For this reason I dont think its true to say that tracing ones roots is the exception. Its quite common - particularly in countries with little history / and the whole melting pot thing going on.

On top of this one should also bear in mind that the second or third generation did not make the choice to leave Serbia. That choice was made by their parents for reasons known to them. Tied in with this point is the question of citizenship. If one becomes / intends to become a Serbian citizen not having been born in Serbia should one be a lesser priority than those born in Serbia?

Think the primary issue is the qualifications of the person in question. If the person is motivated to seriously consider moving to Serbia they will have likely acquainted themselves with the situation there. In other words by moving to Serbia one will understand the country.

As I understand it Macedonia has quite a few of its diaspora in government. Some of them are spearheading the countries IT strategy - Serbia lags behind Macedonia on this at the moment.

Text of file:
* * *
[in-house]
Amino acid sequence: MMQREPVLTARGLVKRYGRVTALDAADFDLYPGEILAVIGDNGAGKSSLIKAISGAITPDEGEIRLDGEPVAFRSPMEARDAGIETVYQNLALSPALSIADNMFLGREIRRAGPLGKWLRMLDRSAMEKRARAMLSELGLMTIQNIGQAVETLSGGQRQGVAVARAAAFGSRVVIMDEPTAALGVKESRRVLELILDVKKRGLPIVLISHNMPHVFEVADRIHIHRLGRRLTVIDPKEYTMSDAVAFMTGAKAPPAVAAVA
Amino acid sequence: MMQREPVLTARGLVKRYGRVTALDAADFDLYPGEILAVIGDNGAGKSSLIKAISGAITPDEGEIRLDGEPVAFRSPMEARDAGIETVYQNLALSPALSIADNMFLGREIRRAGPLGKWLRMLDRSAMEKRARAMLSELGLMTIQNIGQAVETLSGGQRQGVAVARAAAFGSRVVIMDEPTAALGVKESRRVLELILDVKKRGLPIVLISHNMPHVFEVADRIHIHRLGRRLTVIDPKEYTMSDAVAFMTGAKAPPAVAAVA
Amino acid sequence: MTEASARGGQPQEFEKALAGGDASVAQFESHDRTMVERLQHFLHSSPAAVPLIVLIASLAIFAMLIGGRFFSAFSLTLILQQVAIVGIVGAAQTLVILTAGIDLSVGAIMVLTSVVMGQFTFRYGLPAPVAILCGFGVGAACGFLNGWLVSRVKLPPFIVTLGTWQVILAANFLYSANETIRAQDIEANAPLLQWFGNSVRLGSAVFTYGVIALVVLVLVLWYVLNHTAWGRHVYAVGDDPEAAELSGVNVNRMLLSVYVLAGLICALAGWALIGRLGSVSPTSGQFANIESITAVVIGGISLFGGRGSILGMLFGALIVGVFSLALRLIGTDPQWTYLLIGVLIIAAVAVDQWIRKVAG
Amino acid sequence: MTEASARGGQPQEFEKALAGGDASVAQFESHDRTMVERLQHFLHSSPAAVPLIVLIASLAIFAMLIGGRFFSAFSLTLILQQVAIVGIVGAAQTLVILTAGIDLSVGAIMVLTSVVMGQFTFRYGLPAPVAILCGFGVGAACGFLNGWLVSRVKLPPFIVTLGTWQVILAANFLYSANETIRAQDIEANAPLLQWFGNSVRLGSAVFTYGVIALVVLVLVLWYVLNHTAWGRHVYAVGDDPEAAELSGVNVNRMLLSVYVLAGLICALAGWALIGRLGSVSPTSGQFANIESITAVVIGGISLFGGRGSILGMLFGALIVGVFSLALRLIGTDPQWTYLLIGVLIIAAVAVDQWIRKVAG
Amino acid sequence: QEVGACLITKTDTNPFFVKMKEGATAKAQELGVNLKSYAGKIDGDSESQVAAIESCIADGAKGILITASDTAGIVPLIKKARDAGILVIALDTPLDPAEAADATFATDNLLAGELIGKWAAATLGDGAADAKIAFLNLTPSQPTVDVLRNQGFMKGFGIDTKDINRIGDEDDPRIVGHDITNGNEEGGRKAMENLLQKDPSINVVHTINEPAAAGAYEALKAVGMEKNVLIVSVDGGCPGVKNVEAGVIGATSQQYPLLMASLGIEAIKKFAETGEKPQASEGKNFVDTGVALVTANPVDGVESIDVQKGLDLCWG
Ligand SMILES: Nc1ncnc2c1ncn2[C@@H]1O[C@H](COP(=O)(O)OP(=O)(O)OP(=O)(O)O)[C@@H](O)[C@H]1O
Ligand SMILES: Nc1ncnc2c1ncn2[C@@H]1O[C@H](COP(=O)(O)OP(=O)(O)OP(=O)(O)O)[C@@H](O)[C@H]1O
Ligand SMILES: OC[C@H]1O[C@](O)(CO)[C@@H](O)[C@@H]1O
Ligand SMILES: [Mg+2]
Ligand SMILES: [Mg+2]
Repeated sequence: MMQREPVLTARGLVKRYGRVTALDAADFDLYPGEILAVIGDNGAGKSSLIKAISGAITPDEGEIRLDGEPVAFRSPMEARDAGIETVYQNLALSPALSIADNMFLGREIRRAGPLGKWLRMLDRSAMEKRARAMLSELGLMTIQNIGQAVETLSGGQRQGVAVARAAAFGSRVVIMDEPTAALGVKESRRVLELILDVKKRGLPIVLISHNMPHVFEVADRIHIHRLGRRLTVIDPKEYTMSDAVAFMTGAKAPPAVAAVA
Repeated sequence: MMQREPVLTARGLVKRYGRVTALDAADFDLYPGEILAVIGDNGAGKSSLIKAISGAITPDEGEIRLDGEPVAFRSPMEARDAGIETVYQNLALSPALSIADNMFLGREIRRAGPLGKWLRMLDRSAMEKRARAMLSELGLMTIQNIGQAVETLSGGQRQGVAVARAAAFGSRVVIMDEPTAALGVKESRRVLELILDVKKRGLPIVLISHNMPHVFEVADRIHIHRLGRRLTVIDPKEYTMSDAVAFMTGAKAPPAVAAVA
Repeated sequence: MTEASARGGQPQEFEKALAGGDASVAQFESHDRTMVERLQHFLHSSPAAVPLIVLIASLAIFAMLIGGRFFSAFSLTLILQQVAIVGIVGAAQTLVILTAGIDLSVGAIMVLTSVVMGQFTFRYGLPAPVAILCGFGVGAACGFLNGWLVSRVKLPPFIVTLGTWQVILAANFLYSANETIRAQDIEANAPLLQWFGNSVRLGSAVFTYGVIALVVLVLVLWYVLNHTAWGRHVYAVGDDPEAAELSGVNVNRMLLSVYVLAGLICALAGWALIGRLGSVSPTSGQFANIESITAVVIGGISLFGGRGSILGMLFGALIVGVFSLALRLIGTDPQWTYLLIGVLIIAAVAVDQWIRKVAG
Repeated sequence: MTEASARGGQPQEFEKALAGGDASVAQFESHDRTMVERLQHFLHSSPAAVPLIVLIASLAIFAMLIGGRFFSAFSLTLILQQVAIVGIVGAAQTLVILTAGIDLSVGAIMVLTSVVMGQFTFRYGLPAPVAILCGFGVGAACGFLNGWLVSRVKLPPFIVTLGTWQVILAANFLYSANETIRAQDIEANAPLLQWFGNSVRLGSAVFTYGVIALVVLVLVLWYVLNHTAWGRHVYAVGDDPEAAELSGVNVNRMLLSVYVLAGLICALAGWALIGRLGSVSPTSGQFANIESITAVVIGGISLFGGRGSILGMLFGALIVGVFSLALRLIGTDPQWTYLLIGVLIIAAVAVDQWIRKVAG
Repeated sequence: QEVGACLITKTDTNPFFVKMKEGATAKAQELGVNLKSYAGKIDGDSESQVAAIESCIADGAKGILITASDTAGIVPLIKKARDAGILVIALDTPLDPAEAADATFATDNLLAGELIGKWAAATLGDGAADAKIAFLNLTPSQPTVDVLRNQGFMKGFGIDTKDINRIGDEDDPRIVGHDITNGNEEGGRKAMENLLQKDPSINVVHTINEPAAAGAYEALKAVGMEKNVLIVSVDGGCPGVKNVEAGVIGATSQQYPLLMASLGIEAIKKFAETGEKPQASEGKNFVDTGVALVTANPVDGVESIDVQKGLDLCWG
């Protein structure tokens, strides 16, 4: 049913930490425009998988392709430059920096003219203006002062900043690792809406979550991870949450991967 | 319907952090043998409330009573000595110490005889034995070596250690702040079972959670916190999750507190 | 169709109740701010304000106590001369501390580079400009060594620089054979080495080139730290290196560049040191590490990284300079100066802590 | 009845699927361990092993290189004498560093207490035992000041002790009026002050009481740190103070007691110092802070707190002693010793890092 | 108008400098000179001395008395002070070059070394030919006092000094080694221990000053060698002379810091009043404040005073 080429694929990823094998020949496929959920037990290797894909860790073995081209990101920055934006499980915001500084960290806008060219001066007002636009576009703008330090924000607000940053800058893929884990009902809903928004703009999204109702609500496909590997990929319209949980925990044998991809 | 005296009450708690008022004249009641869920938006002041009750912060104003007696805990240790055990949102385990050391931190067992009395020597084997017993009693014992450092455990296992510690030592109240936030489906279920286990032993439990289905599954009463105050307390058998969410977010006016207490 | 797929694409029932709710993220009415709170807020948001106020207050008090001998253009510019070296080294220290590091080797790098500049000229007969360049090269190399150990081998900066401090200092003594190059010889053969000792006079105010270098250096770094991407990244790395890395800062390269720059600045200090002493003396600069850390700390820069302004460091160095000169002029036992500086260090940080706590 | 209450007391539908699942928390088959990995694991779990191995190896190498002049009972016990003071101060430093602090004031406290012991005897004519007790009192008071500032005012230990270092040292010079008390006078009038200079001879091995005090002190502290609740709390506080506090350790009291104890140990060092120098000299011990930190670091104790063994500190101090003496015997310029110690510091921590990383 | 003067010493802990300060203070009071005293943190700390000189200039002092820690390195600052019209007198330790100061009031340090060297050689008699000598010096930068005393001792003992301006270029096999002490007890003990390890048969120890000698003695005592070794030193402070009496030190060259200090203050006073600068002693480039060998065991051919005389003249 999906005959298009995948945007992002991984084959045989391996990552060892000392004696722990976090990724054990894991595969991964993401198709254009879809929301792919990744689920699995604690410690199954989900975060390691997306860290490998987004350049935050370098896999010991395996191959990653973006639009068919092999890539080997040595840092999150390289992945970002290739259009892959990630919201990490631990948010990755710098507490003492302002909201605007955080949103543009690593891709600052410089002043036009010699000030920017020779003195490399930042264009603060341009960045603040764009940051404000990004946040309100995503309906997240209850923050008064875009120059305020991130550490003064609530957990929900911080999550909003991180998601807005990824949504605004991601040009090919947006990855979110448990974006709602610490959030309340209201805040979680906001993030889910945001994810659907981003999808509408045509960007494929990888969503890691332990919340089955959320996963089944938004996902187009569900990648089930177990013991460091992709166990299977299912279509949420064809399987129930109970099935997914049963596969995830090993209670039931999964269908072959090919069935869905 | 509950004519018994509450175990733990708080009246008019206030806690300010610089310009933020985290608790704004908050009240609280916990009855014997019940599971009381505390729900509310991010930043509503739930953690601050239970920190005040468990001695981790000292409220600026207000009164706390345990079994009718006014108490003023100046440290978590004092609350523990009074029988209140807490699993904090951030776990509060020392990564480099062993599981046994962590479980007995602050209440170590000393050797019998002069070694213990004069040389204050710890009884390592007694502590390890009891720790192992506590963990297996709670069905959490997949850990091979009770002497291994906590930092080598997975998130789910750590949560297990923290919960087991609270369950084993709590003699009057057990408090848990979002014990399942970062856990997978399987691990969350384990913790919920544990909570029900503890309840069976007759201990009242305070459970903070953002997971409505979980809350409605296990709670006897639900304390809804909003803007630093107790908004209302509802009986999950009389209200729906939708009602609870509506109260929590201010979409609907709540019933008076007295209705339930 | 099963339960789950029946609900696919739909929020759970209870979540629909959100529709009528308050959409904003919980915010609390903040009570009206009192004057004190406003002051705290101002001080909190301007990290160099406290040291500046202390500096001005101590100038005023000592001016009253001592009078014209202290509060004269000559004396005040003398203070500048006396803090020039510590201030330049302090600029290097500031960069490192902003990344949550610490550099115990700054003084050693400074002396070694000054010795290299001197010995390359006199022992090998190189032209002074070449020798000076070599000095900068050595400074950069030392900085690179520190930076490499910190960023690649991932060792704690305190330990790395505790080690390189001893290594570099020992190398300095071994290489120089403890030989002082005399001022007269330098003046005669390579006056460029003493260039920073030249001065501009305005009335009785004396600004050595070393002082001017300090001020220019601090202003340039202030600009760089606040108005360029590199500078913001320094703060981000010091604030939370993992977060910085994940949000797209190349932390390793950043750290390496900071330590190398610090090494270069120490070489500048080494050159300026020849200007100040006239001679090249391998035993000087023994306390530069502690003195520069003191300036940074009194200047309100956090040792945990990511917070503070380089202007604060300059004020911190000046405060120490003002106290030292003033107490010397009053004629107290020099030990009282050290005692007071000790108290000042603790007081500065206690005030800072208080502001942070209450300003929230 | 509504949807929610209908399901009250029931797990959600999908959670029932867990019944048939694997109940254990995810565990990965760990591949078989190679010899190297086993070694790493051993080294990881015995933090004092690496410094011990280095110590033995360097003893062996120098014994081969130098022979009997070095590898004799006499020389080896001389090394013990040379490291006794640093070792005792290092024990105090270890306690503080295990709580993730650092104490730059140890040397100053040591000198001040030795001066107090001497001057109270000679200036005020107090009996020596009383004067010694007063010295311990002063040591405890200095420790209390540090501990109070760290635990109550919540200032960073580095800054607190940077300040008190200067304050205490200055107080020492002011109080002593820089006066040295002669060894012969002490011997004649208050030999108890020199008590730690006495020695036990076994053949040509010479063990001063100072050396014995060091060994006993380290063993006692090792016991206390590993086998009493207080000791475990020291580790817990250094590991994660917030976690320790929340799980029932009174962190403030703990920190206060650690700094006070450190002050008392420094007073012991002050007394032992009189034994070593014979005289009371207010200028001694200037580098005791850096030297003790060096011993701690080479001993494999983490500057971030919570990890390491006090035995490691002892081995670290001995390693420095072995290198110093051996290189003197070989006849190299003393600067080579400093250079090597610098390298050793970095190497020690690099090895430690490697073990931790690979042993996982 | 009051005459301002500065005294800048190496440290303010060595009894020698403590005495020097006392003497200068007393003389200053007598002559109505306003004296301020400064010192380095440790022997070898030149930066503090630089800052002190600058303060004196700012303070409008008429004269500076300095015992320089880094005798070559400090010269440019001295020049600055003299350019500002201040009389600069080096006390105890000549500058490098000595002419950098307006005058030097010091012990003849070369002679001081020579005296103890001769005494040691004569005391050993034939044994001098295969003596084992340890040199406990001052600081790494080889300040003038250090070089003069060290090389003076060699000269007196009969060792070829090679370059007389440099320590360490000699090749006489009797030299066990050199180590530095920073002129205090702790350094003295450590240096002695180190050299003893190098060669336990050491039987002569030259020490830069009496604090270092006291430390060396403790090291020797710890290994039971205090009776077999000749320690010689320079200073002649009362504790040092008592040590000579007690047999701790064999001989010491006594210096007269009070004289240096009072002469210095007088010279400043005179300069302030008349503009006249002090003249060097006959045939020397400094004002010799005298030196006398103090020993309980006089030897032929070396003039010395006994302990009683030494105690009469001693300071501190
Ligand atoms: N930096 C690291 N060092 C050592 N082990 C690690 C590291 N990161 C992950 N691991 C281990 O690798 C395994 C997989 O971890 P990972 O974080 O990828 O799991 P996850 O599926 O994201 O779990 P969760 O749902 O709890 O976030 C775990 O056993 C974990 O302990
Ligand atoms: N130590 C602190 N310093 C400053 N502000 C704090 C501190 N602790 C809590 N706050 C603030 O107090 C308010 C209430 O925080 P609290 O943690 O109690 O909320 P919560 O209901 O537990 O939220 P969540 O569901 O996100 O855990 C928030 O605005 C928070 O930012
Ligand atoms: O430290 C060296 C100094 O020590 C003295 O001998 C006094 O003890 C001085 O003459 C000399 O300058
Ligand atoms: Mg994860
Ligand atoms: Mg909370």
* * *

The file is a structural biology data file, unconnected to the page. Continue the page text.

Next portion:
Interesting, your family

Interesting, your family history sounds richer than mine although its hard to tell with the myths attatched to my family background.

Thanks for being (living proof) the type of person(s) needed. And trust me you are not the only one who wasnt born or raised in Serbia who would consider / has already moved to Serbia.

Accomodation would be least of your problems. If paid a good wage there are plenty of good properties. You should see some of the properties international NGO / diplomat types live in. I went to a party the other week and was shocked at the extravagence of one guy. Nice enough (sort of) he lives alone and his monthly rent bill is probably higher than my monthly salary.

Then there was the pad of some US embassy employees - luxury is not the word.

I think another fact that should be emphasised when trying to attract would be second generation types is the average wage in Serbia and the cost of living.

There is every chance if you are working in the US and being paid a good salary by US standards that if you were paid even a third of that salary in Serbia you would have an even better living standard.

Jobs, Housing and the Economy...